## 2. The modelDue to the inherently local nature of swing amplification no global disk model is required. Instead, we use a sliding box scheme similar to the one used by Toomre & Kalnajs (1991). The central idea of the sliding box scheme is to examine the dynamics of a rectangular patch of a galactic disk that is periodically repeated such that when, for example, a particle leaves the patch at the rotationally leading border, it is re-fed at the trailing one. This resembles the periodic boundary conditions used in plasma and solid state physics, with the complication that in galactic dynamics the periodic continuations must share the general shear of the disk. In consequence, particles leaving the patch radially must be re-fed at the opposite edge at positions varying with time, and the difference in circular velocities between the inner and outer edges must be accounted for, so as to keep the accelerations continuous during the re-feeding process. In such a patch pseudo-Cartesian coordinates
and are introduced, where This leads to the epicyclic equations of motion where , are the acceleration components due to the spiral field. denotes Oort's first constant. The perturbation forces are calculated according to the work of Fuchs (1991) where the Boltzmann and Poisson equations were used to obtain the perturbation potential in the form where is the wave vector of the perturbation. Since swing amplification is most effective in the vicinity of , we use this choice throughout the following. In the case of free swing amplification one has for a sinusoidal excitation with an initial radial wave number and assuming positive . While one has to expect that excitations will not be sinusoidal in reality, the restriction to a single Fourier component should not be critical due to the linearity assumed in the derivation of Eq. (2) and because components with wave numbers significantly different from an optimal will either be not amplified strongly or damped out before reaching the zone of amplification. The integral equation determining the amplitude function derived by Fuchs (1991) is solved numerically. Its solution is shown in Fig. 1 for the standard parameters of our model, where is Toomre's critical wave number,
defined with the epicyclic frequency , the
gravitational constant and the unperturbed mass
surface density . Our choice of
gives , somewhat more
than what is found for the Milky Way in the solar neighbourhood
(Kuiken & Gilmore 1991).
Eq. (2) describes sinusoidal waves of constant circumferential wavelength. Due to the shear of the disk, the radial wavenumber grows with time. In this way an initially leading wave () is transformed into a trailing one and, as can be seen in Fig. 1, strongly amplified while "swinging by". With increasing phase mixing leads to a damping of the perturbation as the wavelength of drops beyond the typical epicycle size. A single swing amplification event from excitation to decay has a duration of a few years. In our model the ISM is approximated as a dissipative medium of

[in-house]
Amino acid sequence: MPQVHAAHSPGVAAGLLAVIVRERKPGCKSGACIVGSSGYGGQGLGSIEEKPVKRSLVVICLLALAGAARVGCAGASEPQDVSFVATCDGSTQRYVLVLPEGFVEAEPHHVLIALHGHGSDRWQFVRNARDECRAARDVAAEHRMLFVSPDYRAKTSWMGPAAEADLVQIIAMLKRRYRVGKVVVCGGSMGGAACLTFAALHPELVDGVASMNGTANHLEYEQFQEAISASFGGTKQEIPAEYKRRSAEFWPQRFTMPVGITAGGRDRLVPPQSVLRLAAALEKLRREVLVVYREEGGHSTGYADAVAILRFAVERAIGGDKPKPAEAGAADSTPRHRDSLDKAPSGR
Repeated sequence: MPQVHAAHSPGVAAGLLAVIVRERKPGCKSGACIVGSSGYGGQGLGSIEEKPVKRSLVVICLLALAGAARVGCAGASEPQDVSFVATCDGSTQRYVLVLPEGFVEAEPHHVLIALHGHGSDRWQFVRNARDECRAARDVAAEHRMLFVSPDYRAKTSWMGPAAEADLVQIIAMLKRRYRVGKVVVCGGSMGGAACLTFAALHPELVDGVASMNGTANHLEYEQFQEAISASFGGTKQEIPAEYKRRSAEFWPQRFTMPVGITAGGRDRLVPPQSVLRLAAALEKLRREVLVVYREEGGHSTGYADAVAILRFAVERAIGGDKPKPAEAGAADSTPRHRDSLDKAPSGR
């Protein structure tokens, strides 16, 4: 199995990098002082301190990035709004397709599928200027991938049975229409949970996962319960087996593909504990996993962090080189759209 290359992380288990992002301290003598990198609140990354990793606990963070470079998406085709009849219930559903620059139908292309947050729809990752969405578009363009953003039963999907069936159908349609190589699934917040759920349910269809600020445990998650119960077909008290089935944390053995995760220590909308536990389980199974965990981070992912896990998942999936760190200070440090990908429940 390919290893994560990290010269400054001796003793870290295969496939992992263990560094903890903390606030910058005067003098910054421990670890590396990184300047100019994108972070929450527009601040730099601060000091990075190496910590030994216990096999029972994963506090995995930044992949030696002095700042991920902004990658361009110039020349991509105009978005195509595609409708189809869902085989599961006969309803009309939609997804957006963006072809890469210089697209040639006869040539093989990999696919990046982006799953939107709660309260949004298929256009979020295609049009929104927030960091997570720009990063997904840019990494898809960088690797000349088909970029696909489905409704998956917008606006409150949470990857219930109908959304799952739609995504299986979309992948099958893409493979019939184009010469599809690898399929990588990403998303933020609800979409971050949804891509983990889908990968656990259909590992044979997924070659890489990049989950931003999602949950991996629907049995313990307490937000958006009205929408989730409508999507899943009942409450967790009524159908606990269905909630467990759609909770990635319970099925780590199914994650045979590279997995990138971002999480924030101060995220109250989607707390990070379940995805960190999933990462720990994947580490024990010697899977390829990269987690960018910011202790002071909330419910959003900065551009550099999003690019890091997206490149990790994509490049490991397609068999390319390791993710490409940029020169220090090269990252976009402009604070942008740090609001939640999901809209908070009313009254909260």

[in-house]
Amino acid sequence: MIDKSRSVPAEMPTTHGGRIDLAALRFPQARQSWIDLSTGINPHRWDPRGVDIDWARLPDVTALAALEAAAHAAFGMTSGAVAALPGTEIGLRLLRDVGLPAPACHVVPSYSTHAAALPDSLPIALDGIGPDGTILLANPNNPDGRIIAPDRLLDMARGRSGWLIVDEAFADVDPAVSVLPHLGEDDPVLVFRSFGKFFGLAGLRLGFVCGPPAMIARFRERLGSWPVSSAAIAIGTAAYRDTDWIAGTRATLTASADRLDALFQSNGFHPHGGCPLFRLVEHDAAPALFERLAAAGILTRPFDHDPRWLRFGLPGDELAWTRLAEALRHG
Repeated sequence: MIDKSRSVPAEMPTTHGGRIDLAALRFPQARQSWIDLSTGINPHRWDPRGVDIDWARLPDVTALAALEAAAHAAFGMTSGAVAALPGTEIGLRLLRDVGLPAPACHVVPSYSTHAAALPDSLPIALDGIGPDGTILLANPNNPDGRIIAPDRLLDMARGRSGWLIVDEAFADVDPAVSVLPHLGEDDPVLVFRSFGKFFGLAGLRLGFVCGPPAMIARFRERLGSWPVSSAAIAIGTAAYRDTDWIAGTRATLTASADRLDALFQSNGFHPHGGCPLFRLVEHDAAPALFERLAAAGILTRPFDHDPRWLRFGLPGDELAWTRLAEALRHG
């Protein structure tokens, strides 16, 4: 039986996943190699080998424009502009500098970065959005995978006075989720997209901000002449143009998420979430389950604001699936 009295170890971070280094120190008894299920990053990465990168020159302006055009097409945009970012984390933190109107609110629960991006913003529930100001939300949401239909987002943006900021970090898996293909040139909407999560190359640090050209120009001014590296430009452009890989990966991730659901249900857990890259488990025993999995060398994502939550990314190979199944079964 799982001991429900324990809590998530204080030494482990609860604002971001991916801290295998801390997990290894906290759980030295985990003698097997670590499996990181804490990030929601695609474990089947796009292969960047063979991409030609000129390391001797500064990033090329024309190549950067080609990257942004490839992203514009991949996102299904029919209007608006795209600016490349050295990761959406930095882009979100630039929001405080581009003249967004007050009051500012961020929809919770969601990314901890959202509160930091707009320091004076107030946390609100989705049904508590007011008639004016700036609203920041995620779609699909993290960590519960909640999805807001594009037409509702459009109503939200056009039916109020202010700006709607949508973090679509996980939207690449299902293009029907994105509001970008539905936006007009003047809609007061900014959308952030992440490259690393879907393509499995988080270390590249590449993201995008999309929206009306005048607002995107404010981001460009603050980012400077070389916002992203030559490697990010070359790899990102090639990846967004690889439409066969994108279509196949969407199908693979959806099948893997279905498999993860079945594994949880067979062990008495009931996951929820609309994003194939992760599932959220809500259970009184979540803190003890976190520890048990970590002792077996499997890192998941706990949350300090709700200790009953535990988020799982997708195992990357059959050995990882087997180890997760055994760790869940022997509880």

discrete clouds. Their motions are governed by Eqs. (1) as long as
they do not collide. Collision detection is performed on a grid of
width , where we chose .
If there are two or more clouds in one cell, we form pairs by a random
process and let a pair collide if the clouds that make it up are
approaching each other. The collisions treat clouds as "sticky"
spheres, i.e. their relative velocities are multiplied by a
factor after performing an elastic two-body
collision (Brahic 1977, Schwarz 1981). In such a system the cooling
rate depends on the collision rate and the inelasticy coefficient
The sticky particles are initially homogeneously distributed with a
density of and have a Gaussian velocity
distribution. We chose a radial velocity dispersion of
. The velocity dispersion in the Velocity dispersions of this order are typical of giant molecular
clouds (Clemens 1985). Our sticky particles, however, are not meant to
mimic GMCs themselves. Their number is much larger than that of GMCs,
they are stable, and of course their dynamical behavior can at best be
regarded as idealized from real clouds. Technically, they just
implement a dissipative medium. From the structure of the equations of
motion, we do not need to make any assumptions about the masses of the
clouds. Also, it is very hard to assign radii to the model clouds from
the sticky particles formalism. One might use
as a gross measure of the collision cross section. The details of the
modeling do not seem to be critical for our results, since the
dissipativity of the medium does not influence its dynamical evolution
very significantly except through cooling (see below). In this way,
our results would be largely unchanged if, for example, one increased
Introducing two-particle interactions like collisions requires some care in strictly two-dimensional calculations like the present one. Rybicki (1972) showed that in contrast to three-dimensional systems in two-dimensional self-gravitating sheets the relaxation time is always of the order of the crossing time. Interactions "softer" than gravity are, however, less affected by this limitation. In fact, one can choose of the ISM freely in our model by changing and the initial surface density since all interactions with impact parameters smaller than are equivalent. Checks with 3-D-models showed no significant deviations from the evolution described below. © European Southern Observatory (ESO) 1998 Online publication: February 16, 1998 |